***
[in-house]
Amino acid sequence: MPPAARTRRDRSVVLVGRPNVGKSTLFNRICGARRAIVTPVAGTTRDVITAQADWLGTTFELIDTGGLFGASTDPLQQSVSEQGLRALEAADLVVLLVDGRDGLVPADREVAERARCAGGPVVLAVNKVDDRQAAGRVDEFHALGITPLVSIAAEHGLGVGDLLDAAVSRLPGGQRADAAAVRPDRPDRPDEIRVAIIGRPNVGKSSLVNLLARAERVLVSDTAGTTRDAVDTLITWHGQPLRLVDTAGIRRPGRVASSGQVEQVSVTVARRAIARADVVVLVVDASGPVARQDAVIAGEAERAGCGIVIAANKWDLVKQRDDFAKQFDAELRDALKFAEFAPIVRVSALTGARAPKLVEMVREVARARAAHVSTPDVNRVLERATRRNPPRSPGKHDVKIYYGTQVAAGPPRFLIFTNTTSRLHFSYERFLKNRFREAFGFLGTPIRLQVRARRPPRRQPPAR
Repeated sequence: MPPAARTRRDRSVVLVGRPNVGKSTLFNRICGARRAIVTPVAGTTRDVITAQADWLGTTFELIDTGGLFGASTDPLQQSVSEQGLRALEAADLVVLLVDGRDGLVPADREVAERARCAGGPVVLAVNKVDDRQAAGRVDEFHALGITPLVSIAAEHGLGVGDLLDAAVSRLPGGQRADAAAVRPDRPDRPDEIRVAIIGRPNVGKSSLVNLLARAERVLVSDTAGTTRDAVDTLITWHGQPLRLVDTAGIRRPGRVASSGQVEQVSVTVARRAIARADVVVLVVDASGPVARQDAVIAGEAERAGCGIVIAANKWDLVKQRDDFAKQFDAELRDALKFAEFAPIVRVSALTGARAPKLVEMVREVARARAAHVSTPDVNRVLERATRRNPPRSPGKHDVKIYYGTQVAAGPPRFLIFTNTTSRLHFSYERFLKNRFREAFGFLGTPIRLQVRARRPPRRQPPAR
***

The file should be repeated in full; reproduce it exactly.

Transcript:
[in-house]
Amino acid sequence: MPPAARTRRDRSVVLVGRPNVGKSTLFNRICGARRAIVTPVAGTTRDVITAQADWLGTTFELIDTGGLFGASTDPLQQSVSEQGLRALEAADLVVLLVDGRDGLVPADREVAERARCAGGPVVLAVNKVDDRQAAGRVDEFHALGITPLVSIAAEHGLGVGDLLDAAVSRLPGGQRADAAAVRPDRPDRPDEIRVAIIGRPNVGKSSLVNLLARAERVLVSDTAGTTRDAVDTLITWHGQPLRLVDTAGIRRPGRVASSGQVEQVSVTVARRAIARADVVVLVVDASGPVARQDAVIAGEAERAGCGIVIAANKWDLVKQRDDFAKQFDAELRDALKFAEFAPIVRVSALTGARAPKLVEMVREVARARAAHVSTPDVNRVLERATRRNPPRSPGKHDVKIYYGTQVAAGPPRFLIFTNTTSRLHFSYERFLKNRFREAFGFLGTPIRLQVRARRPPRRQPPAR
Repeated sequence: MPPAARTRRDRSVVLVGRPNVGKSTLFNRICGARRAIVTPVAGTTRDVITAQADWLGTTFELIDTGGLFGASTDPLQQSVSEQGLRALEAADLVVLLVDGRDGLVPADREVAERARCAGGPVVLAVNKVDDRQAAGRVDEFHALGITPLVSIAAEHGLGVGDLLDAAVSRLPGGQRADAAAVRPDRPDRPDEIRVAIIGRPNVGKSSLVNLLARAERVLVSDTAGTTRDAVDTLITWHGQPLRLVDTAGIRRPGRVASSGQVEQVSVTVARRAIARADVVVLVVDASGPVARQDAVIAGEAERAGCGIVIAANKWDLVKQRDDFAKQFDAELRDALKFAEFAPIVRVSALTGARAPKLVEMVREVARARAAHVSTPDVNRVLERATRRNPPRSPGKHDVKIYYGTQVAAGPPRFLIFTNTTSRLHFSYERFLKNRFREAFGFLGTPIRLQVRARRPPRRQPPAR